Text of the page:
by Art Carny
Top tracks: Fangless, No Cities To Love, A New Wave
Hello, dear readers and music freaks. I’d like to thank the stellar folks at The Rogue Ape for extending the exclusive and privileged invitation to join their contributing team and fraternity. In a way, this is a sweetly harmonious reunion. My collaborative resume of side projects include the life force and philosophically-driven Search for Como blogcast and The Gioia Review, which although sadly no longer in action, has brought me here and back to writing about music, joining forces with the mind behind the man behind the myth, the Insomniac and his perspicacious crew. So in short, hi and thanks.
Speaking of reunions, let’s talk about the album I chose to review: No Cities To Love by Portland’s own Sleater-Kinney, who ended a hiatus that began as an unannounced separation in 2006. Since then the riot girl trio, although divided, remained active and pleasantly productive. Corin had a family and pursued a solo career as the Corin Tucker Band. Janet, the drummer, was involved in oh, let’s see… Quasi, Stephen Malkmus & the Jicks, Bright Eyes, and the side project Wild Flag. Carrie, also in Wild Flag, pursued an acting career that lead her to co-star in the popular comedy series Portlandia with SNL’s Fred Armisen among other TV and film opportunities. And yet, after almost ten years on break, the band got back together, recorded an album, and have been touring ever since.
But comebacks in the music world can be undisguisedly and sometimes unabashedly money grabs; the Pixies come to mind. The tour they last put together seemed like a haphazard front for Black Francis to recapture lightning in a bottle and sell some merch to oblivious teens in the process. Plus, if you’re not going to have Kim Deal with the band, it’s really not a reunion.
Others can feel like high school reunions, where the band gets back together for obliged reasons and go on a nostalgia tour, only to realize how much they’ve aged and that reasons for the break-up were legitimate and insurmountable; Pavement comes to mind. Don’t get me wrong, I went to the reunion show at Central Park. I had to. I always loved Pavement. I still look to them as one of the most important groups to come out of alternative music in the last twenty five years. But they had their window and left their mark. Malkmus was Malkmus, a brilliant lyricist poet and under-appreciated guitar god that was ultimately very tough to get along with over the period in which they conquered. As a bystander at the show, you could feel the smarmy Malkmus begrudgingly go along with it, only halfheartedly embracing the moment. That was 2010 and despite it all, I wish I could see it once more.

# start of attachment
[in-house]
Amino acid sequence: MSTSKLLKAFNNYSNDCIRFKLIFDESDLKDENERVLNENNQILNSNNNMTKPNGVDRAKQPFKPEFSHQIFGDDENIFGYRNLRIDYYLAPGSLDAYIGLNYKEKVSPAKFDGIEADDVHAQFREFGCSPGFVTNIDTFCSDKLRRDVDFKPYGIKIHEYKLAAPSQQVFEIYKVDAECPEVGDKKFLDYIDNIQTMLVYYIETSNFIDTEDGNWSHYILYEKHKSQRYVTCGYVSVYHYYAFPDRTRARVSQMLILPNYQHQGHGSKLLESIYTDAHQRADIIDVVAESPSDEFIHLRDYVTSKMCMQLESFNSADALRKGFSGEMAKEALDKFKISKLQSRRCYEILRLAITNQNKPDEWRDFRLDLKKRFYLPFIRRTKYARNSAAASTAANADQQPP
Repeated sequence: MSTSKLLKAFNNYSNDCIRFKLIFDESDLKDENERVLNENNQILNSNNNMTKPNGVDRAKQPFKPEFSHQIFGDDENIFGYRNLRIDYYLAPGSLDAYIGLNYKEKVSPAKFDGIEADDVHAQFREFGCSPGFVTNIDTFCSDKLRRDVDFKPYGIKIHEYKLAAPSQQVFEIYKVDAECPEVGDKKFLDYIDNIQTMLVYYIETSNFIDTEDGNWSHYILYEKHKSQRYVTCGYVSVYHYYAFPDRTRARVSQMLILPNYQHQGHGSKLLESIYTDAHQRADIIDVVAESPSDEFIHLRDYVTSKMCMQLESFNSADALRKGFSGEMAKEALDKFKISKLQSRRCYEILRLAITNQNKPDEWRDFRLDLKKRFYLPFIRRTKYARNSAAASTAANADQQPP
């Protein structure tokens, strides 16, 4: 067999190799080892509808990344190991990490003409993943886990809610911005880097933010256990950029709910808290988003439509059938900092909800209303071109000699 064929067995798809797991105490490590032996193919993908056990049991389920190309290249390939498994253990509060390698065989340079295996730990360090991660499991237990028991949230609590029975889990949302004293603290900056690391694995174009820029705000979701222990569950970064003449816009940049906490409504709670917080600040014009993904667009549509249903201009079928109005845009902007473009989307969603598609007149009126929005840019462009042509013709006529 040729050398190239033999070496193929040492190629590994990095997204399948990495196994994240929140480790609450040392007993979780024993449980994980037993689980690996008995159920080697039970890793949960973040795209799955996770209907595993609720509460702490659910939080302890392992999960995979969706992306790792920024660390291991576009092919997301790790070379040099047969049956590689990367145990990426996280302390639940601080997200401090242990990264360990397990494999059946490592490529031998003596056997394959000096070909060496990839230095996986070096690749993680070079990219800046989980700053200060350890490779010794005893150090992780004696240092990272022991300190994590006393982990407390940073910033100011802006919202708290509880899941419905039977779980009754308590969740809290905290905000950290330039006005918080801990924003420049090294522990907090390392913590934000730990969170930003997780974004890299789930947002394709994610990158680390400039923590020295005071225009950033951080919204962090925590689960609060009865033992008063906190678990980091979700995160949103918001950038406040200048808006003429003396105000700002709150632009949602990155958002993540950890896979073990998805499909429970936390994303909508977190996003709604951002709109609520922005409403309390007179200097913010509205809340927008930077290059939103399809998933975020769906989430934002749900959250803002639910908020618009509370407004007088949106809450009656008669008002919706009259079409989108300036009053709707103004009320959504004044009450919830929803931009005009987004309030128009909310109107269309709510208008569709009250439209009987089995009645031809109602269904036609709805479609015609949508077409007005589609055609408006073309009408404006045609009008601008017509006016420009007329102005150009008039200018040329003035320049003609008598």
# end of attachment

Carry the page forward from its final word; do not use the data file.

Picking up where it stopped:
No Cities To Love feels like a sandwich your mom used to make you when you were young. It was your favorite sandwich and to this day you can still taste the flavors and smell the bread and toppings. You remember the first time you tasted it and the feeling of home you get when you reminisce about it. You would probably pay a lot of money to have that same sandwich again, just the way mom used to make it. This album feels like that sandwich. It’s so them, so authentic, so unique that it feels as if SK never took a break. They’ve picked up right where they left off with The Woods in 2005, and in my opinion, created a new feel fit for the time in which they currently exist. So many times we try to capture a moment long gone, only to find that a feeling can never truly be replicated. What you do learn over time, which SK teaches us all, is that adapting to the current context is the secret to survival and longevity.
Reunions, much like mom’s sandwich, are simply attempts to recapture a time, a feeling, and a moment. But this SK reunion is different in so many ways. Where Black Francis pandered and begged for the crowd’s approval, “I don’t know if you’ll accept me; I don’t know if I accept you. But we have this memory. Can we do it again?” proved the Pixies have nothing left to say. SK reminded everyone that they were ready to do this together, and more importantly, do it right. They’ve also shown that they are in charge of their own (self)acceptance. The fans wanted them back, not the other way around. The album is proof that patience with timing is everything and that forcing something will never create art.